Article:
Facial recognition, computer vision and artificial intelligence may sound like creepy technology buzzwords, but they are quickly becoming a part of everyday brick-and-mortar shopping.
Marketers hope these technologies can reveal what you are thinking in the crucial period between entering the store and making a purchase — that means recording everything you do and analyzing that data.
Companies like Amazon already have granular data on what consumers look at, click on, and add to their carts before making a final purchase online — but when it comes to store purchases, like food, companies know less about us. That’s why companies from Apple to Google have been helping retailers fill in the gaps, using shoppers’ smartphone data.
“One of the things that marketers have been trying to do is get beyond the data of our keystrokes,” said Daniel Newman, principal analyst at Futurum Research. “Whether its cookies tracking you through a retail website or what we’re talking to a friend about on Facebook.”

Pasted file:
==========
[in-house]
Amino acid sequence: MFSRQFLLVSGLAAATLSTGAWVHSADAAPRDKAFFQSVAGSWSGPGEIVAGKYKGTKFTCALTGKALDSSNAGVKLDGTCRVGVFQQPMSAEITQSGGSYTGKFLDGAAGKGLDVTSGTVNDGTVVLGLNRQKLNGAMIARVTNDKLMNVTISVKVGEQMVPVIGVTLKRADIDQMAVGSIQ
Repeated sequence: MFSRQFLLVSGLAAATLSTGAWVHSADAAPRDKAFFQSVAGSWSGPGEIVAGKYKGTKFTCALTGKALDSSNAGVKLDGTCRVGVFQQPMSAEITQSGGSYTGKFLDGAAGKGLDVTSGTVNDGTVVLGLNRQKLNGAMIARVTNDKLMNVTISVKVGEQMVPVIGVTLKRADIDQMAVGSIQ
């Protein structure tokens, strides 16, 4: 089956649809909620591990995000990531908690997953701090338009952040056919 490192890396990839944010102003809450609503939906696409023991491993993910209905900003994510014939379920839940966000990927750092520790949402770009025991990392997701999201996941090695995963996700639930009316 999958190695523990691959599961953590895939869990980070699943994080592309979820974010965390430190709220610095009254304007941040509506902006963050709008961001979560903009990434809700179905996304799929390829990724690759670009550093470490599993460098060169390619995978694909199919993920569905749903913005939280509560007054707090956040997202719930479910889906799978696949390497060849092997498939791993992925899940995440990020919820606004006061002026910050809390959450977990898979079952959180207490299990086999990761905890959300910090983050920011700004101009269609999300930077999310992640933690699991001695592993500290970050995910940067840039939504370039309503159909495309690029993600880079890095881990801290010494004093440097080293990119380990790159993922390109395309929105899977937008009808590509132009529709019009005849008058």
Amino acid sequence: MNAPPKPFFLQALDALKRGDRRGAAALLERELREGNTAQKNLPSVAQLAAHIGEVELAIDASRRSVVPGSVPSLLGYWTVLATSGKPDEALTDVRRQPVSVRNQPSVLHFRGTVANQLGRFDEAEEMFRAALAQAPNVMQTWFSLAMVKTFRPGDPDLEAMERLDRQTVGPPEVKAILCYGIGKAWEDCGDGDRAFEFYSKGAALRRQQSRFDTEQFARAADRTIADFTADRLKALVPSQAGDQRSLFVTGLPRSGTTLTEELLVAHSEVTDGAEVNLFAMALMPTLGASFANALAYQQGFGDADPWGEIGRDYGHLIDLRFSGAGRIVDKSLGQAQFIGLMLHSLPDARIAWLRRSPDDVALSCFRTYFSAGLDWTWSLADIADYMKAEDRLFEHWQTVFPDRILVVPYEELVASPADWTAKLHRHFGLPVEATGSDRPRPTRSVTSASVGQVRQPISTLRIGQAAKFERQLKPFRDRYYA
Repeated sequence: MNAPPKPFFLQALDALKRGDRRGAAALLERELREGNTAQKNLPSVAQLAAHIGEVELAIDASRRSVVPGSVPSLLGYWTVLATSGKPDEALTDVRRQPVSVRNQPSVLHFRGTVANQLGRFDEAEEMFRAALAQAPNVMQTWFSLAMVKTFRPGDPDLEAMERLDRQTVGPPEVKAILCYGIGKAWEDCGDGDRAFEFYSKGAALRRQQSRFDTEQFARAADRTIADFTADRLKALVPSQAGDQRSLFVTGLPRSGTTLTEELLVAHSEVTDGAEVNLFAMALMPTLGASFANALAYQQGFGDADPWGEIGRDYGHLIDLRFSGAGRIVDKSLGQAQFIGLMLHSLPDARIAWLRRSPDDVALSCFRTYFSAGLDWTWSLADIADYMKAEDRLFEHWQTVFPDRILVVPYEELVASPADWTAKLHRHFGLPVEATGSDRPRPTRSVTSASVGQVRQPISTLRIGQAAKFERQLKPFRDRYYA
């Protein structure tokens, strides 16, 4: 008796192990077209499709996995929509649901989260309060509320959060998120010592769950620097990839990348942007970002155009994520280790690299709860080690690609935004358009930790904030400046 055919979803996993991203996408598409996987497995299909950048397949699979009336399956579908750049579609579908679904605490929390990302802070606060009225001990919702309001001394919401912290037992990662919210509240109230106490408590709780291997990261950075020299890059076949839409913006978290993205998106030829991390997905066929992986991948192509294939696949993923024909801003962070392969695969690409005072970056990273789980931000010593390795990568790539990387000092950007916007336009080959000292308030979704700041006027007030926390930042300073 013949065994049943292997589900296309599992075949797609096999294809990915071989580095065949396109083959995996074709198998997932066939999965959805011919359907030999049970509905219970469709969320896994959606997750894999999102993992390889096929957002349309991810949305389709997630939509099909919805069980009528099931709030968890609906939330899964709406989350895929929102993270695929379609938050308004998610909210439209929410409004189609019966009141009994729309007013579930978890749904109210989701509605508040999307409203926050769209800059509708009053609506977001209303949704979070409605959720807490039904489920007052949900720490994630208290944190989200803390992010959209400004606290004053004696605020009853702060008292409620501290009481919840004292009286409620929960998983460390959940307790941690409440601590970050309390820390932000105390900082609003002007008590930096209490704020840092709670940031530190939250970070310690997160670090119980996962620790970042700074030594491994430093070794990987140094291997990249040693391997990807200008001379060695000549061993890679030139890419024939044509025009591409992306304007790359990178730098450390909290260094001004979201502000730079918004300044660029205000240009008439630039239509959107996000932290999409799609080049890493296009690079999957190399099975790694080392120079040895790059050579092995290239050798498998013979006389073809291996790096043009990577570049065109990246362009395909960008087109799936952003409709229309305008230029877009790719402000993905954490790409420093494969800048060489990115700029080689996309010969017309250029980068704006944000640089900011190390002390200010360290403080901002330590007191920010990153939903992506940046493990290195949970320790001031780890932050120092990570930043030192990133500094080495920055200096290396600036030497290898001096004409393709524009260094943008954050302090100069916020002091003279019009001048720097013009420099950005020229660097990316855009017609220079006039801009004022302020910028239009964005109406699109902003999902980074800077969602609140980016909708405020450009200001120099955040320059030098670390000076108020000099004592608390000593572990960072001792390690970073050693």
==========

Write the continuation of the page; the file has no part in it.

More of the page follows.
Concerns about tracking shoppers in-store intensified this month when Amazon debuted a new automated concept store, Amazon Go. A patent filed in 2014 by the company showed how an automated checkout store could work: Cameras and other technologies would follow individual shoppers — and could identify them by their skin tone— and analyze their behavior throughout the store. It’s unclear if this is the system behind Amazon Go. The company declined to comment for this story.
It comes after retailers’ apps have spent years trying to track users with a different technology: geolocation “beacons” that ping your smartphone as you visit stores. Beacons are tiny gadgets, positioned throughout the store, that can communicate with your smartphone to match your identity to your location.